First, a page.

Tuesday, August 25, 2009
While anyone who has operated a Fortune 500 company or a lemonade stand can well attest to the need for their endeavors to take in more money than they spend in order to survive and thrive, apparently this trivial fact of business life is lost on some journalists. Ellen Creager's Airlines Becoming a Free-For-All, Chi. Tribune, Aug. 25, 2009 (available here), is a good case in point. According to Creager, "Like an unkind project in social engineering, fees are being especially jacked up for unaccompanied children, pets and sporting equipment -- all hassles for the airlines -- to create a major disincentive to fly." Really? Could it not be that the airlines are attempting to offset the costs associated with special accommodations and recover enough revenue to keep their operations afloat in tough economic times?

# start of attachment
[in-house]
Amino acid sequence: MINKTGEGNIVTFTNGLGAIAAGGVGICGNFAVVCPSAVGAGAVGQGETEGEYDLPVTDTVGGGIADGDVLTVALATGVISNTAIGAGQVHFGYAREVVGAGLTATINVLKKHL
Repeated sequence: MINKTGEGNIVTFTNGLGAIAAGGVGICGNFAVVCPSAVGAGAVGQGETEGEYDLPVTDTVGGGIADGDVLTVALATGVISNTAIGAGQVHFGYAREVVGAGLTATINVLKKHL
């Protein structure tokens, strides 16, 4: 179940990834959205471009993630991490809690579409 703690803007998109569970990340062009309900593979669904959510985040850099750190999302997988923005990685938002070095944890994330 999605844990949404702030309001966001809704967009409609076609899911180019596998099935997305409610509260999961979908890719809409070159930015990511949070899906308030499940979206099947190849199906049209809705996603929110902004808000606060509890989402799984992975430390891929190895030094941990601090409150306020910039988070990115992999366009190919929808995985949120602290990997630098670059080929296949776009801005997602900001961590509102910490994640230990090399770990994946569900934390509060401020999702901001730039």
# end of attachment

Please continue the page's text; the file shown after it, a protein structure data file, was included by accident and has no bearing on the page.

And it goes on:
Creager goes on to provide a list of "egregious" airline fees for everything from pets to surfboards, failing to note next to each example why an airline might charge a premium to handle and store them. No one is forced to fly with their guitar or their bike. In fact, no one is forced to fly at all. It's a service consumers choose to use--and one which they have to pay for if they want it made available. With a worldwide economic depression and volatile operating costs pummeling the airlines, consumers have to realize that the "good old days" are, if not gone forever, at least on hold for the indefinite future. Instead of putting in perspective what the airlines realistically need to do to stay in business, Creager takes the easy route of simply ridiculing them for trying. Such righteous indignation may draw some reader's eyes to the page, but it does nothing to inform them of the tough operating environment the airlines are in.